3. Get rid of the glider to make room for a play area. After you've spent years pretty much living in your glider for nursing, cuddling, and bedtime book sessions, it can be hard to imagine life without it. But, now's the time to move it to a different room (mine is currently my favorite reading spot in our master bedroom). With that real-estate now open, you can set up a sweet play space for your little kid, which both encourages independent play and gets some toys out of your living room. Consider adding a fun tent or play canopy to the room (I'm in love with the Land of Nod rocket ship I just purchased for my son), a play kitchen, or a reading nook.
  4. Ditch the crib. Even if your crib transitions to a toddler bed, I'd recommend ripping the Band-Aid off and making the switch to a twin or full-size bed. An official big-boy or -girl bed is an exciting thing for a little kid (my son wouldn't let his sister even sit on his for a week, despite screaming "I hate this bed" the whole two hours his dad was putting it together) and sends a message about their new "non-baby" status, which can be helpful if you're also working on potty training and/or new big-sister or-brother duties.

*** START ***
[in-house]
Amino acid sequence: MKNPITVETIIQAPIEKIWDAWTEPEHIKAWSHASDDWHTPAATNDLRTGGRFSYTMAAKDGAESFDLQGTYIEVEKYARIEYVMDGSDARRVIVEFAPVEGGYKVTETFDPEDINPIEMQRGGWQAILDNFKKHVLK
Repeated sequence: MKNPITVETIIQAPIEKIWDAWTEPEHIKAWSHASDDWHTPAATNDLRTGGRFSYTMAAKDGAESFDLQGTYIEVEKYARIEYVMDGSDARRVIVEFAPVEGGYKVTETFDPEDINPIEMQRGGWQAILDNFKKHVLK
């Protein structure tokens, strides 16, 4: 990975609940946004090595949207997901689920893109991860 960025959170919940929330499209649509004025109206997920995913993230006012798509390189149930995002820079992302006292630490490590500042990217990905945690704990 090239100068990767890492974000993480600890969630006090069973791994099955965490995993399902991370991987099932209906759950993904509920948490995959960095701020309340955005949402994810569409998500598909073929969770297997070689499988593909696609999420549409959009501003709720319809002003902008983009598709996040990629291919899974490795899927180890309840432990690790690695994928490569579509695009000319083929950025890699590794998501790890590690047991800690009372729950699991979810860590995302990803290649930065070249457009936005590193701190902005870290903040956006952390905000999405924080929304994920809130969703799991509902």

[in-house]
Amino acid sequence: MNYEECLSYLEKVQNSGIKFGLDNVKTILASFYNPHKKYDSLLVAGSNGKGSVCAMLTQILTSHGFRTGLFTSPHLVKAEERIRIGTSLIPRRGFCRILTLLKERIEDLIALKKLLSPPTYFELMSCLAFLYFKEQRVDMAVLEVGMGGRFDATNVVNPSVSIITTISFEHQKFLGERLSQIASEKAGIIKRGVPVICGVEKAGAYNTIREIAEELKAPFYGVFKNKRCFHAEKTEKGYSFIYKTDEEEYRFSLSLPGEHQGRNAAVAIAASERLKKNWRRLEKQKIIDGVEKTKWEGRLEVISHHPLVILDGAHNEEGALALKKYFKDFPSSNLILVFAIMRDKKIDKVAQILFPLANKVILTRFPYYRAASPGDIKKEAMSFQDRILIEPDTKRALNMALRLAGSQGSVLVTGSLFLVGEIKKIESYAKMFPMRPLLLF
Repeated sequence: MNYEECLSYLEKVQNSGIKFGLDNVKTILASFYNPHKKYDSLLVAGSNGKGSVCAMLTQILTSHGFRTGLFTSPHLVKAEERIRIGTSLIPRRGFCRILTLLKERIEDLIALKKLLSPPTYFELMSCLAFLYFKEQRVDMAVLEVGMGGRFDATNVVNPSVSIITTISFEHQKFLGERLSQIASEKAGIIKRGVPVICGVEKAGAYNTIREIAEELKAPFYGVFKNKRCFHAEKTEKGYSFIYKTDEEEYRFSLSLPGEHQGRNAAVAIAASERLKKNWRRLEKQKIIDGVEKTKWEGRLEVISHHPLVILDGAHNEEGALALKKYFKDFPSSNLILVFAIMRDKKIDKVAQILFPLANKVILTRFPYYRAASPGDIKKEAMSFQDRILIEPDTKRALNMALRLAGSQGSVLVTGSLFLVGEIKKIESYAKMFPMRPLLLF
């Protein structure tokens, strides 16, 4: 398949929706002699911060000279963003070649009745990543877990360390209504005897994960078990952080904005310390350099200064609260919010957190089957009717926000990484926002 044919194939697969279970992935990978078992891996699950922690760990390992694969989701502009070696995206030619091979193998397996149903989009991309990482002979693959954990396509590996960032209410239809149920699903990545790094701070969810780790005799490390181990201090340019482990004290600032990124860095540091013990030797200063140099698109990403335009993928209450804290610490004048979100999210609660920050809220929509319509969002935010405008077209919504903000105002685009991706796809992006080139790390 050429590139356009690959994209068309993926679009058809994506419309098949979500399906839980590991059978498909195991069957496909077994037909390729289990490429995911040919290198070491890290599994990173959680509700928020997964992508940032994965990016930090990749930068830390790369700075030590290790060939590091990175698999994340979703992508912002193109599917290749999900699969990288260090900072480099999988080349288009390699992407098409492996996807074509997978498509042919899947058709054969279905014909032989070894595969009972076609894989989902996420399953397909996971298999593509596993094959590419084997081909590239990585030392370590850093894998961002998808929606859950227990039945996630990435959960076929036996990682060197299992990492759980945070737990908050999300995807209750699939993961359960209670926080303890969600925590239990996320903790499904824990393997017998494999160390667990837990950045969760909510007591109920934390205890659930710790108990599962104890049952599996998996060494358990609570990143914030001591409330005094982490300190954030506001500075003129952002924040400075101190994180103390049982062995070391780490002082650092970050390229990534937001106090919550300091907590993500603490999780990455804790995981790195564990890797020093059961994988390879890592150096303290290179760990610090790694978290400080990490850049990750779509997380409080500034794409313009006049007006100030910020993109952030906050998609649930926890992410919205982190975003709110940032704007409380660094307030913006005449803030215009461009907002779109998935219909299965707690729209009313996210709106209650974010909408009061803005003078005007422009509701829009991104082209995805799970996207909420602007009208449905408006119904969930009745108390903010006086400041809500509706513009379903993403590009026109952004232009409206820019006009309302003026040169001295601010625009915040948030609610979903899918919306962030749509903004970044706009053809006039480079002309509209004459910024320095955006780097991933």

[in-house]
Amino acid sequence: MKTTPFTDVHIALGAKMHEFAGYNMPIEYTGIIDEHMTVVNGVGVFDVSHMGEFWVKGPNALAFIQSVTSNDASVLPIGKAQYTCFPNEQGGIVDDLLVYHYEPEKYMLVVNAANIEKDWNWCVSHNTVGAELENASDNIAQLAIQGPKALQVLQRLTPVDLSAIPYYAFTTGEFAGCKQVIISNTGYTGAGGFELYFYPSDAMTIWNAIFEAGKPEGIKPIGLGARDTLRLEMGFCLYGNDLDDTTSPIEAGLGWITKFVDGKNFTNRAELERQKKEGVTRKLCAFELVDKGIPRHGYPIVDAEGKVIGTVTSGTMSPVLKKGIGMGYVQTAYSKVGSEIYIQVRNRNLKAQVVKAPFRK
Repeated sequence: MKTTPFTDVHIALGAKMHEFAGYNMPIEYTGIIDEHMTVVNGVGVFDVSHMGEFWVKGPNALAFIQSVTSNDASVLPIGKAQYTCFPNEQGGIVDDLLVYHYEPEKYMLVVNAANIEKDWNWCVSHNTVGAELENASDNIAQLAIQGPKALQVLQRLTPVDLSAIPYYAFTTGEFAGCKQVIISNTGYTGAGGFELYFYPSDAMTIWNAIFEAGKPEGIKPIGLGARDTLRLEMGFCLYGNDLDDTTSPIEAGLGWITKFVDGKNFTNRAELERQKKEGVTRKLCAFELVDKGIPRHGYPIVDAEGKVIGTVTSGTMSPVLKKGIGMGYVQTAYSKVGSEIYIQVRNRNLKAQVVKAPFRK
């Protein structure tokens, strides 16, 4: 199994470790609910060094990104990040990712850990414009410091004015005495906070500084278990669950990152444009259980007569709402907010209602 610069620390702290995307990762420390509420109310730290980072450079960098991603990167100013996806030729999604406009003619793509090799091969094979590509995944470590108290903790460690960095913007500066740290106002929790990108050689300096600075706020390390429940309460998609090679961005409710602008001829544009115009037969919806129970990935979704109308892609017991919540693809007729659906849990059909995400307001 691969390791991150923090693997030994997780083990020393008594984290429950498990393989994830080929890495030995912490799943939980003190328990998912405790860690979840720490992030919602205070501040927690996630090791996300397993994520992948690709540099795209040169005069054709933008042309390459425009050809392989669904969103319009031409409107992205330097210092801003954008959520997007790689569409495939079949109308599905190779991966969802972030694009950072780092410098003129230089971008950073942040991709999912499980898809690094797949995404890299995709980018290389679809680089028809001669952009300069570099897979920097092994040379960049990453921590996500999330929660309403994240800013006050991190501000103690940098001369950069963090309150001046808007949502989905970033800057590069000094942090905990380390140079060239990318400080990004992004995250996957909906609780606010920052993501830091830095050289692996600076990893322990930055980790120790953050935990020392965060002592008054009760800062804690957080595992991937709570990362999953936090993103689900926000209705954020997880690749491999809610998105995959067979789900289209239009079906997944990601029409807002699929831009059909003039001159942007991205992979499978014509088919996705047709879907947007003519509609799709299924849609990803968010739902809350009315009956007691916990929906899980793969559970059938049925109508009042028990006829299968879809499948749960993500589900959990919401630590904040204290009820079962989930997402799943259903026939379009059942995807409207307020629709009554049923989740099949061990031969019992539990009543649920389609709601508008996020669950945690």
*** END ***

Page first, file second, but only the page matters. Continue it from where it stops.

www.roshambobaby.com

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How This Mom's Morning Routine Sets Her Up for Success

By Gen Cohen

 

There's no denying that family mornings are hectic. Parents and kids need to eat breakfast, get dressed, gather belongings… there are lots of moving parts, and an ill-fitting sock, a missing glove, or spilled orange juice can derail the schedule in an instant. But busy mornings don't have to be stressful, and there are ways to find moments of bliss within the chaos. Here are a few methods that work for my (mostly functional) family of four.